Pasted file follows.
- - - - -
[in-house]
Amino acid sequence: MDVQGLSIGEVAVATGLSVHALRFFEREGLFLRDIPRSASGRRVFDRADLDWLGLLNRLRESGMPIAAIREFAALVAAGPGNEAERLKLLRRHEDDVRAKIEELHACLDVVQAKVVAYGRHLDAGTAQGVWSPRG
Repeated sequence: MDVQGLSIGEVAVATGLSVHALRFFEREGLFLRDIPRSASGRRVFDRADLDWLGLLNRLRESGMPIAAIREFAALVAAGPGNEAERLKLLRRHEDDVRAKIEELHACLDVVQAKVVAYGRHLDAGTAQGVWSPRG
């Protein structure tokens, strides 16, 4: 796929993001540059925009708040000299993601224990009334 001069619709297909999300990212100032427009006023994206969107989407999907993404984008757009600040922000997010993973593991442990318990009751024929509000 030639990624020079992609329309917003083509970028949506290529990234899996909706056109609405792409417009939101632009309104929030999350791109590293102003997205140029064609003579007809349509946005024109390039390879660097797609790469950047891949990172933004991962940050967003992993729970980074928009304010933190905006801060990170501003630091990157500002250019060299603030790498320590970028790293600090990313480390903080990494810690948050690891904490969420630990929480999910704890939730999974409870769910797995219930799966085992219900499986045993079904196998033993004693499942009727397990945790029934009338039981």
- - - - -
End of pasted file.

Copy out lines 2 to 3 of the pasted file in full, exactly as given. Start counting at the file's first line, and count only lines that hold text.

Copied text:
Amino acid sequence: MDVQGLSIGEVAVATGLSVHALRFFEREGLFLRDIPRSASGRRVFDRADLDWLGLLNRLRESGMPIAAIREFAALVAAGPGNEAERLKLLRRHEDDVRAKIEELHACLDVVQAKVVAYGRHLDAGTAQGVWSPRG
Repeated sequence: MDVQGLSIGEVAVATGLSVHALRFFEREGLFLRDIPRSASGRRVFDRADLDWLGLLNRLRESGMPIAAIREFAALVAAGPGNEAERLKLLRRHEDDVRAKIEELHACLDVVQAKVVAYGRHLDAGTAQGVWSPRG